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Stunning Hikes in Grand Canyon National Park

Stunning Hikes in Grand Canyon National Park

Are your feet itching for the most stunning hikes in Grand Canyon National Park? Then you’re in the right place. Stick around and discover the majesty of this natural wonder through its most eye-catching trails.

As one of the most visited National Parks in the entire country, the Grand Canyon should be on any USA bucket list. Covering nearly 2,000 square miles, the sheer magnitude of the canyon is an immense sight to behold. And as far as epic views go, no place can compare.

But, you can only explore and unearth (pardon the pun) the true beauty of the Grand Canyon by tackling one of the many trails laid throughout. And trust me, there are a lot of them.

These are my picks for the most stunning hikes you can add to your Grand Canyon National Park itinerary. 

Hiking down the Grand Canyon, are you ready?

Best Hikes in Grand Canyon National Park

South Rim Trail 

Length: 13 Miles (Point-to-point)

Time: 8 – 10 Hours

Difficulty: Easy

Grand Canyon - South Rim Trail Monument Creek Vista

By far my favourite trail in the Grand Canyon, the South Rim Trail is a non-negotiable entry in this guide. 

It’s a relatively easy hike with a few short inclines, and, at 13 miles, it’s the perfect length to get in as much of the southern rim as possible. Some would say the best Grand Canyon walk even (that someone being me).

It consists of mainly asphalt pathways, and thankfully they are quite broad — this is a very popular trail. Once you reach Powell Point, there is a short stretch of dirt trail that ventures very close to the canyon’s edge. Best to stick to the main road for this part if you don’t appreciate heights.

Although there are numerous water-refill spots along the route, I’d recommend you bring enough of your own. Oh, and lots of sunscreen — trust me on this one. 

Shoshone Point 

Length: 2.1 Miles (Out-and-back)  

Time: 30 – 60 Minutes

Difficulty: Easy

rand Canyon - South Rim Hike

A reasonably short trail at only roughly 2.1 miles out and back, this hike is also a bit of a hidden gem.

The unmarked start of the trailhead is hidden, so any non-attentive eyes may miss it entirely. Just about a mile down Desert View Drive past Yaki Point Road, you’ll find the tiny parking lot that starts the trail.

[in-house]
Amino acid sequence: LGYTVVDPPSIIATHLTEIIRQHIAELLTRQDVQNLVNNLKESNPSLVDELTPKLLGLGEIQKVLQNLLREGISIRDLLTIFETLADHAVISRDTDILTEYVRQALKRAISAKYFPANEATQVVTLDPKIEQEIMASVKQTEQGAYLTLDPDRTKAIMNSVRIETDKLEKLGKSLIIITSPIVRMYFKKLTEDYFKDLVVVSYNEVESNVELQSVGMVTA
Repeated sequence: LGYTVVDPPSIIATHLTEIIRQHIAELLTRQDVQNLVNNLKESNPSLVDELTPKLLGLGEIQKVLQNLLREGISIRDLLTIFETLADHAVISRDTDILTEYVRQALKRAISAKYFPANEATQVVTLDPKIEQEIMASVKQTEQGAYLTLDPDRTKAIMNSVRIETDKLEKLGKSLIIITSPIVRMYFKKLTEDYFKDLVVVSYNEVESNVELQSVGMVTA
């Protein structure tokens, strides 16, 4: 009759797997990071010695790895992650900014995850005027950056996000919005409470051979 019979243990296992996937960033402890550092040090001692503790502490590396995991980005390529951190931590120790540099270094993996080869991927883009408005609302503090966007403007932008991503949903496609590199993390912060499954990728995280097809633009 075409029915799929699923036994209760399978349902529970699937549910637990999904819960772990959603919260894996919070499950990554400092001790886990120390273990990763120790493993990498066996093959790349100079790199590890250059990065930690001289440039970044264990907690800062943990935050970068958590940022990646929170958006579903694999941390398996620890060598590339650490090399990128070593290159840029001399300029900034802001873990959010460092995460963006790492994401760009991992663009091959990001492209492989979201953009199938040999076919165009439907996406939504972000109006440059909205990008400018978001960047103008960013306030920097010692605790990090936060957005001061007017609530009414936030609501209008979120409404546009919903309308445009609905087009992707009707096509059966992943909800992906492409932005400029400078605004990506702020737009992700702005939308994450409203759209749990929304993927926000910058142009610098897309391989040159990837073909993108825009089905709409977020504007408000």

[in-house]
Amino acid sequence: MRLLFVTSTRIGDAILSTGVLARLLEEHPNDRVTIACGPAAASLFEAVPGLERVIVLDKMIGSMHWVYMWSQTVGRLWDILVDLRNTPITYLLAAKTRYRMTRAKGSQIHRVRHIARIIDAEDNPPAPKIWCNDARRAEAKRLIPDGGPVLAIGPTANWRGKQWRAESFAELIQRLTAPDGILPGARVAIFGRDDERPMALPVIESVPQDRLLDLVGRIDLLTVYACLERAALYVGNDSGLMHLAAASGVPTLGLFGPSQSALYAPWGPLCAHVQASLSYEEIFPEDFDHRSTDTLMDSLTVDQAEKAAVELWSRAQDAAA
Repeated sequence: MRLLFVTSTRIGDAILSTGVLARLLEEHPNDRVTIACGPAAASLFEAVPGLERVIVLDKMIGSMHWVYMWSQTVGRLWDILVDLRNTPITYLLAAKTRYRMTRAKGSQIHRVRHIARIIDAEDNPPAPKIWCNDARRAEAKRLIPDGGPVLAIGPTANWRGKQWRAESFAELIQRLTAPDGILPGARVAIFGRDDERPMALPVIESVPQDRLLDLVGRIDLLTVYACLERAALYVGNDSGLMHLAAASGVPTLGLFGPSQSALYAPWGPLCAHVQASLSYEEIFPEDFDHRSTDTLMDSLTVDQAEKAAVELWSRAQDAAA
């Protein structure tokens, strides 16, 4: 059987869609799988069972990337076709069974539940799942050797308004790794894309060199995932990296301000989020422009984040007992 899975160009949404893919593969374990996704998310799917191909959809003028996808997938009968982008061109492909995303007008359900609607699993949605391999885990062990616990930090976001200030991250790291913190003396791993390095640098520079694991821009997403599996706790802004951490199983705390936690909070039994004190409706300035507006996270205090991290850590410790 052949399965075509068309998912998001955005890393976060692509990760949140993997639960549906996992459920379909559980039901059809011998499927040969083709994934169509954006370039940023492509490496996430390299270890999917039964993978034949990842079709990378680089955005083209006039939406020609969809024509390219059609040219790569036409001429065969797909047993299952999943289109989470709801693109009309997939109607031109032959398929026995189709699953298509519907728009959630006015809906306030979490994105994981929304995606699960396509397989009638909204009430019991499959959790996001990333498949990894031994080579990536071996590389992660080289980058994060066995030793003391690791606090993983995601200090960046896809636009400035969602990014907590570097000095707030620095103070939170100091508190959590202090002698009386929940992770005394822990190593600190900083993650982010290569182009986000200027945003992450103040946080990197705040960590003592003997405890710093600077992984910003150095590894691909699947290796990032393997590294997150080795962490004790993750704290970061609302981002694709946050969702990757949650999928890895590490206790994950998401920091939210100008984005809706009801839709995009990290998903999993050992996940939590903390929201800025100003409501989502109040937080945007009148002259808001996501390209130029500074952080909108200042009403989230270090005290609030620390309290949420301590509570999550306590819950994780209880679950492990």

This is an absolute stunner for early mornings. Shoshone provides beautiful canyon views, and the hike takes you through one of the park’s many gorgeous ponderosa pine forests. 

South Kaibab Trail to Skeleton Point

Length: 6 Miles (Out-and-back)

Time: 2 – 4 Hours

Difficulty: Intermediate

Hiking the South Kaibab Trail to Skeleton Point

Along the South Kaibab trail from Ooh Aah Point, you will head to another vantage point—Cedar Ridge. While this is a good stopping point for entry-level hikers, those willing to push on will arrive at Skeleton Point.

With an elevation gain of about 2,000 feet and no water or restrooms at the turnaround point, this one is definitely for more experienced hikers. What makes Skeleton Point worth it, though? 

The beautiful views of the Colorado River, of course. 

But, beyond that, the hike to Skeleton Point has quite a varied number of trail and canyon views. These are unique to the trail, but due to the steep elevation, the three miles back can be challenging.

Bright Angel Trail to Indian Garden

Length: 12.2 Miles (Out-and back)

Time: 4 – 8 Hours

Difficulty: Hard

Grand Canyon - Bright Angel Trail Hike

Undertaking the trail to Indian Garden can be challenging. It has an elevation gain of about 3,000 feet and a varied selection of pathways. As a result, it can be a hard hike if you’re an average hiker, but it will be smooth sailing if you have some experience.

You can expect lower crowd numbers on this trail due to its difficulty. It leads to a lush forest filled with vegetation and stunning Cottonwood trees (these are beautiful from October till December).

Your turnaround point is at the Indian Garden campground. Along the trail, keep an eye out for the many historic pictographs of ancient Native Americans. You can also spend the night at the campground for an authentic backcountry camping experience.

Kolb Studio Trail  

Length: 5 Miles (Out-and-back)  

Time: 2 – 4 Hours

Difficulty: Easy

Kolb Studio Trail  

This one is for all the history buffs out there. 

An off-shoot hike from the South Rim Trail, this is the perfect 2.5 miles one-way hike from the Grand Canyon Visitors Centre. This trek includes the very famous Trail of Time.

Here you can take in some fantastic geology-focused exhibits because when you venture past it, you’ll get to the Kolb Brothers Gallery. 

Built in 1905, it still exhibits fresh new works from many Canyon artists while providing stunning views of the canyon. Head inside for a pit-stop midway through the trek and check out some impressive artwork.

Havasu Falls 

Length: 19 Miles (Out-and-back)

Time: 12 – 15 Hours

Difficulty: Hard

Havasu Falls 

Set within the Havasupai Indian Reservation, the hike to Havasu Falls is the most famous waterfall hike in the US. You will need a permit to hike this trail, but it is a small effort to make for this beauty.

The shimmering blue water of the falls and the surrounding forested canyon views are out of this world. You are not permitted to hike this trail as part of a day trip, but luckily overnight camping on the reservation is available.